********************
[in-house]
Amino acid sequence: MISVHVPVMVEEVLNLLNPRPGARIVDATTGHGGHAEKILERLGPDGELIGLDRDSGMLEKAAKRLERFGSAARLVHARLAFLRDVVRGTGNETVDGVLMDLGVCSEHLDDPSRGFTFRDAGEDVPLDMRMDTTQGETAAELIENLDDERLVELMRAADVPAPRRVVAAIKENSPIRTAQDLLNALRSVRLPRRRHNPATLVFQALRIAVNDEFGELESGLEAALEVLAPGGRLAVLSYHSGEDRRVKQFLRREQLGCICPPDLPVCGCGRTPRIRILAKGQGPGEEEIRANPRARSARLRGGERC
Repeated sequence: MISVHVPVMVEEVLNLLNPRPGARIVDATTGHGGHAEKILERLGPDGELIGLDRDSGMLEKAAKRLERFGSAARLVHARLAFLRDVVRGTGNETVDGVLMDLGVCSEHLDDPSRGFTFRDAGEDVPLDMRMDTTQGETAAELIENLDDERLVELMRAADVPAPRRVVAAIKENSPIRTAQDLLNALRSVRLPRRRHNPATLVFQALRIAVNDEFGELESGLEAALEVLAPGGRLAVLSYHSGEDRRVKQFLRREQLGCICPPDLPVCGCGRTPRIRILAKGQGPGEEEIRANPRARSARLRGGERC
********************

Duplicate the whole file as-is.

[in-house]
Amino acid sequence: MISVHVPVMVEEVLNLLNPRPGARIVDATTGHGGHAEKILERLGPDGELIGLDRDSGMLEKAAKRLERFGSAARLVHARLAFLRDVVRGTGNETVDGVLMDLGVCSEHLDDPSRGFTFRDAGEDVPLDMRMDTTQGETAAELIENLDDERLVELMRAADVPAPRRVVAAIKENSPIRTAQDLLNALRSVRLPRRRHNPATLVFQALRIAVNDEFGELESGLEAALEVLAPGGRLAVLSYHSGEDRRVKQFLRREQLGCICPPDLPVCGCGRTPRIRILAKGQGPGEEEIRANPRARSARLRGGERC
Repeated sequence: MISVHVPVMVEEVLNLLNPRPGARIVDATTGHGGHAEKILERLGPDGELIGLDRDSGMLEKAAKRLERFGSAARLVHARLAFLRDVVRGTGNETVDGVLMDLGVCSEHLDDPSRGFTFRDAGEDVPLDMRMDTTQGETAAELIENLDDERLVELMRAADVPAPRRVVAAIKENSPIRTAQDLLNALRSVRLPRRRHNPATLVFQALRIAVNDEFGELESGLEAALEVLAPGGRLAVLSYHSGEDRRVKQFLRREQLGCICPPDLPVCGCGRTPRIRILAKGQGPGEEEIRANPRARSARLRGGERC